|If you cannot see this release correctly, please see the
online version here.
|Editors� note: A video, maps, photos and a
briefing paper on carbon-capture farming are available at the USGS
California Water Science Center Web site at http://ca.water.usgs.gov/news/ReleaseJuly23_2008.html.
California and UC Davis begin
large-scale Delta �carbon farm�
Project will study
best ways to capture atmospheric CO2, reverse island subsidence
|Imagine a new kind of farming in
the Sacramento-San Joaquin River Delta � �carbon-capture� farming,
which traps atmospheric carbon dioxide and rebuilds lost soils.
The U.S. Geological Survey (USGS), the California Department of Water
Resources (DWR) and the University of California, Davis plan to make it
DWR has awarded USGS and UC Davis a three-year, $12.3 million research
grant to take the concept of carbon-capture farming to full-scale in a
scientifically and environmentally sound way.
Long-standing farming practices in the Delta expose fragile peat soils
to wind, rain and cultivation, emit carbon dioxide (CO2) and cause land
subsidence. To capture or contain the carbon, farmers would �grow�
wetlands. In doing so, they would begin to rebuild the Delta�s unique
peat soils, take CO2 out of the atmosphere,
ease pressure on the Delta�s aging levees and infuse the region with
new economic potential.
Carbon-capture farming works as CO2 is taken out of the air by plants
such as tules and cattails. As the plants die and decompose, they
create new peat soil, building the land surface over time.
The USGS and DWR have already partnered on a pilot project that shows
the promise of carbon-capture farming. On deeply subsided Twitchell
Island in the western Delta, USGS scientists recorded elevation gains
of more than 10 inches from 1997 to 2005 on two seven-acre test plots
as cattails, tules and other plants grew, died and decomposed. The
process leaves behind roots and plant remnants that compact into a
material similar to what formed the peat soils initially.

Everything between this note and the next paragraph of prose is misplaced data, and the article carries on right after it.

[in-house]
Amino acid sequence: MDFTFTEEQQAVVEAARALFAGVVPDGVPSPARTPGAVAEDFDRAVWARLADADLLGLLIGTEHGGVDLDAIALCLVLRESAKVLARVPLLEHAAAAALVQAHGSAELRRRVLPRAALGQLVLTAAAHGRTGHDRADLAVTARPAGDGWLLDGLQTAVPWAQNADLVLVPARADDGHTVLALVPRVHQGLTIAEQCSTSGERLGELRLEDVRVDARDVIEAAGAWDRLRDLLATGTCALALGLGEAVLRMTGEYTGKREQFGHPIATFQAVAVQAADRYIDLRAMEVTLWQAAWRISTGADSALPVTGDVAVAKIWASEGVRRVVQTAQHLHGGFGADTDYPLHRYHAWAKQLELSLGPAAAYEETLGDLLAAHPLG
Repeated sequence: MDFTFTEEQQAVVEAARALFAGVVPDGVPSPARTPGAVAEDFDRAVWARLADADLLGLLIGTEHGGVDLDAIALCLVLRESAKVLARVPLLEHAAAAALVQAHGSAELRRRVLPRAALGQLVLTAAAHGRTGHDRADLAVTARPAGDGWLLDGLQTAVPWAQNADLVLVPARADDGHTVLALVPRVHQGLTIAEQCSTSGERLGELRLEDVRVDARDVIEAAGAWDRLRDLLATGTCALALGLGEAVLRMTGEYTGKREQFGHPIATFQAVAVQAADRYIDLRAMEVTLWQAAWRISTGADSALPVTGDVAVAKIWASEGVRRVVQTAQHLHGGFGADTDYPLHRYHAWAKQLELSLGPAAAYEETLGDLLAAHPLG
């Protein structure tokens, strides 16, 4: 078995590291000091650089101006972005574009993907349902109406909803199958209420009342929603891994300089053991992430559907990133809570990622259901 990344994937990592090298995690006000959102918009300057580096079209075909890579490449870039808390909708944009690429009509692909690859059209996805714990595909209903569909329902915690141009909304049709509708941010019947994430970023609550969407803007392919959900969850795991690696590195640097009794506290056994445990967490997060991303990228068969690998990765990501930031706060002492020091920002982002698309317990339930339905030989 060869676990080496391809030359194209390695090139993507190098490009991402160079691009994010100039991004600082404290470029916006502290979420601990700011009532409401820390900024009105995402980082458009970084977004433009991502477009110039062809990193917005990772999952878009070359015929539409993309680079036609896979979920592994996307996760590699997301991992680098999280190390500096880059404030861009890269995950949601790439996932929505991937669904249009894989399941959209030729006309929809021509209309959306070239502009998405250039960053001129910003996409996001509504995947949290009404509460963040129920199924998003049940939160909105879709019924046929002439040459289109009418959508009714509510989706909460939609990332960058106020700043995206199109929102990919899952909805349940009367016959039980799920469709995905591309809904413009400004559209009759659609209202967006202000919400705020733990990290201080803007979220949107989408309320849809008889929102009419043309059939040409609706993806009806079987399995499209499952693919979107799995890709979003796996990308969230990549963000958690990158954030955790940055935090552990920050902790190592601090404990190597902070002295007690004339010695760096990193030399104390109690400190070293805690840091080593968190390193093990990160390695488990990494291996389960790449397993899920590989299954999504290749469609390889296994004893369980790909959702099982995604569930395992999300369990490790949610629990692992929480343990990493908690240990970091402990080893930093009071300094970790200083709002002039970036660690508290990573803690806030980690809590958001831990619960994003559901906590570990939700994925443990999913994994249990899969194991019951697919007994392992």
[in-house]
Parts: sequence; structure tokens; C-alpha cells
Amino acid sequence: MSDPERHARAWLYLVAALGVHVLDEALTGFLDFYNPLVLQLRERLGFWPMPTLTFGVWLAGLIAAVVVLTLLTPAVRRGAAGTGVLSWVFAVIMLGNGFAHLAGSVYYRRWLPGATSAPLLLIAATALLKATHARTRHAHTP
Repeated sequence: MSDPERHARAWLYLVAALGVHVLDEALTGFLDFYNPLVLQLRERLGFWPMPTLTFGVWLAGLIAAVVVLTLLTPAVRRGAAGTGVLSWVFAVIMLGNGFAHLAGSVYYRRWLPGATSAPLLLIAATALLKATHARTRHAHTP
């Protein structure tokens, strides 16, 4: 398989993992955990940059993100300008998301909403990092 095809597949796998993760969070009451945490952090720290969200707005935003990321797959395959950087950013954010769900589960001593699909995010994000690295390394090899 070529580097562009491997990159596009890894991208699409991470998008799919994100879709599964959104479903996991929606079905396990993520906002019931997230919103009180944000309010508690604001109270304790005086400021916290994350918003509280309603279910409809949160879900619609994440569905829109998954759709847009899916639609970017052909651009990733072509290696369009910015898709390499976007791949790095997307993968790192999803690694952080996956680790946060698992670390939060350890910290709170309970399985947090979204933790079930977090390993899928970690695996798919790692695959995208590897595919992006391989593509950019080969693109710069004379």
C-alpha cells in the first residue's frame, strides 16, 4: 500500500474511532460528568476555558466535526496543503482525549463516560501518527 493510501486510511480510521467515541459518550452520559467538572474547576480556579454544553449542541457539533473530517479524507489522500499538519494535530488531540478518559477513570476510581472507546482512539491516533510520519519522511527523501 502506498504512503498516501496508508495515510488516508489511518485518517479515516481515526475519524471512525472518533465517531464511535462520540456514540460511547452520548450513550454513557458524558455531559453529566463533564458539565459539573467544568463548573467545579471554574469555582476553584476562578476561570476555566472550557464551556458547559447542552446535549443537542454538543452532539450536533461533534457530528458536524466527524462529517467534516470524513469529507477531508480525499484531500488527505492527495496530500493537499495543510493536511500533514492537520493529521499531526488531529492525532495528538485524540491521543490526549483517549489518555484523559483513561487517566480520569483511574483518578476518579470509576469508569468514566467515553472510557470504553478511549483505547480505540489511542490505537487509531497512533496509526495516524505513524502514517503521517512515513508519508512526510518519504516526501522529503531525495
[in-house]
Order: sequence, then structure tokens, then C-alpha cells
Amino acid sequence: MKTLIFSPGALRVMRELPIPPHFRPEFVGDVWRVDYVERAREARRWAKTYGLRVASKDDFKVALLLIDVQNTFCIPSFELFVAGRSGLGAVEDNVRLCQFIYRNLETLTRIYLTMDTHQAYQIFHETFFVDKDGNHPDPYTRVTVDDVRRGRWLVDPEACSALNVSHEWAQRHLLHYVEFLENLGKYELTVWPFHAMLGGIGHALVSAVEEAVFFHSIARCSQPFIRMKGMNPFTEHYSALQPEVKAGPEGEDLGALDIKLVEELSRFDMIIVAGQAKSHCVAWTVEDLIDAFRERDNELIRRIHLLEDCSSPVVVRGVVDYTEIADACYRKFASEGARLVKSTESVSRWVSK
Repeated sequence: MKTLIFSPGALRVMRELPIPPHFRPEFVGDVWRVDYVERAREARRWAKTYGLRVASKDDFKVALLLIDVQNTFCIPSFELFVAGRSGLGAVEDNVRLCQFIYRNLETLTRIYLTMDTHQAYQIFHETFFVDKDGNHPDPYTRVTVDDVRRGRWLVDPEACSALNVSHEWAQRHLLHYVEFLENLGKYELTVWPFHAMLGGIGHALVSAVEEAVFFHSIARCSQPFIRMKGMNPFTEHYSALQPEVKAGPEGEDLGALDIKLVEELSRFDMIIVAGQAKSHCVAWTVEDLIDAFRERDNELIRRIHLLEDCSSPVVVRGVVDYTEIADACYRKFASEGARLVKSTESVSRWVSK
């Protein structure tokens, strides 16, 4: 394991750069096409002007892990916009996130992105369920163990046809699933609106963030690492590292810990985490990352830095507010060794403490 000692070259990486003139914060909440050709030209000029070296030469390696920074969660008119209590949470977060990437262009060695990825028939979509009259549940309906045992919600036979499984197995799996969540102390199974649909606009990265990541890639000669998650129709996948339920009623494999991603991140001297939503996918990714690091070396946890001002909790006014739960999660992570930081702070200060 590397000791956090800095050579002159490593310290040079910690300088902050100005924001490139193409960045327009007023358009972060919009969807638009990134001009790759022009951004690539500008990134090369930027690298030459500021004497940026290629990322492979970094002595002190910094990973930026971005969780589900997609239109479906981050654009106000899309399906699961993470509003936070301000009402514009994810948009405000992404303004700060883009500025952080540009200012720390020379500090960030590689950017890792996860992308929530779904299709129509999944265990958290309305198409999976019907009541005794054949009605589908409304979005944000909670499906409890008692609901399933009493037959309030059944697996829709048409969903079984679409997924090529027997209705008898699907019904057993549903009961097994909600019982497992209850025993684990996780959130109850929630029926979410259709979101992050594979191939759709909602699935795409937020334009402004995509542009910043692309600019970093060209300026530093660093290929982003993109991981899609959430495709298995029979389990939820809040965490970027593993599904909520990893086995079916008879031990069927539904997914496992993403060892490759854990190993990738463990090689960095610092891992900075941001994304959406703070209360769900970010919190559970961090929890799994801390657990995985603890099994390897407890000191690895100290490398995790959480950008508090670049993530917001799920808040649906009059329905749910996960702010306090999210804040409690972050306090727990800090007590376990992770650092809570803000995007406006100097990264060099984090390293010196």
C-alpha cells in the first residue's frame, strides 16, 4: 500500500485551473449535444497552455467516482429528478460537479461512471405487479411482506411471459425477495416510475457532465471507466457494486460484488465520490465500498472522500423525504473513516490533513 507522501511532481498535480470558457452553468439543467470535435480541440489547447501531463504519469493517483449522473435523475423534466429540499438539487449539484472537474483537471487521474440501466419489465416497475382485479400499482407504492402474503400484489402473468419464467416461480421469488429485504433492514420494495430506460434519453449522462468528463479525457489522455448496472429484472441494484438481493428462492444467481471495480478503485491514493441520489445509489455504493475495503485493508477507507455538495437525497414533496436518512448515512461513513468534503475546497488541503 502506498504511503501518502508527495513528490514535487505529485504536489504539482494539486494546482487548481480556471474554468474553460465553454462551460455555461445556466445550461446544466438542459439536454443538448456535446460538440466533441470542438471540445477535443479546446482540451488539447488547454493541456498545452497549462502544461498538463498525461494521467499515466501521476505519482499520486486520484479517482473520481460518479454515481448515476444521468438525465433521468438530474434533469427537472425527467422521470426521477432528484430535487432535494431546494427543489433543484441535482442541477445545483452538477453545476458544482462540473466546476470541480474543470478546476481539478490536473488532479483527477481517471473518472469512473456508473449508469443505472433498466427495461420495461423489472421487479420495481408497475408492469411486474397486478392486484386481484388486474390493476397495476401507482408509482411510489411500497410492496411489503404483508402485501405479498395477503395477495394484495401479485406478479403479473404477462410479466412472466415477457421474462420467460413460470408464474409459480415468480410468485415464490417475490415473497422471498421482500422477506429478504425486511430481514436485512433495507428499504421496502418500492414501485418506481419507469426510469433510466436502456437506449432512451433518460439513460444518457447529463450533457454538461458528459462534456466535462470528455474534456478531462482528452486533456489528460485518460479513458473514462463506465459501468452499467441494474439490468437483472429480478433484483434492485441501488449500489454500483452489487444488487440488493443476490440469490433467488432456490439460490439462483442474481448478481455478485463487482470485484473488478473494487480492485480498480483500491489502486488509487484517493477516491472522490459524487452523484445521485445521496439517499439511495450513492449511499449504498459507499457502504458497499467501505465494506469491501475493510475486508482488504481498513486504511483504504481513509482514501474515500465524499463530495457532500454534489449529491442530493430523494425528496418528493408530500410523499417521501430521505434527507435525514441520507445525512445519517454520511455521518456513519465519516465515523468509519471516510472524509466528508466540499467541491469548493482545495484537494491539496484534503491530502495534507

Construction on the new wetlands, covering up to 400 acres on Twitchell
Island, is scheduled to start in the spring of 2009.
�This project is an investment in California�s future that could reap
multiple benefits over several decades � for California, the nation and
the world,� said Dr. Roger Fujii, the project director and Bay-Delta
program chief for the USGS California Water Science Center. �It will
build on the results of the ongoing Twitchell Island Pilot Project and
assess on a large scale the ability of re-established wetlands on Delta
peat islands to sequester carbon, reverse subsidence and provide an
economically sustainable land-use practice.�
�UC Davis scientists will play a major role in this project. We�ll be
providing the scientific expertise necessary to gain a better
understanding of the factors controlling carbon capture in these
re-established wetlands,� said Dr. William Horwath, a professor in the
UC Davis Department of Land, Air and Water Resources and the James G.
Boswell Endowed Chair in Soil Sciences.
Added David Mraz, chief of DWR�s Delta-Suisun Marsh Office, �The
developing carbon market holds great promise for regaining land
elevation in the Delta. It could provide sustainable farming
opportunities for Delta farmers and an economic incentive to sustain
the existing Delta levee system.�
Throughout the Delta, oxidation of the soils from farming practices has
resulted in land-surface subsidence � a steady loss of elevation. As a
result, most of the farmed Delta islands are more than 20 feet below
the surrounding waterways and are permanently protected by levees.
The falling land surface threatens the stability of the region�s
levees, which in turn protect the Delta�s rich agricultural lands and
the conveyance of much of California�s water supplies. Water flowing
through the Delta�s levee-protected farmland provides fresh water to
more than 25 million Californians and millions of acres of farmland in
the Central Valley.
The research will develop wetland management approaches that maximize
carbon sequestration and subsidence reversal. It will also evaluate and
seek to minimize other potential environmental consequences, such as
how to effectively manage any changes in mosquito populations.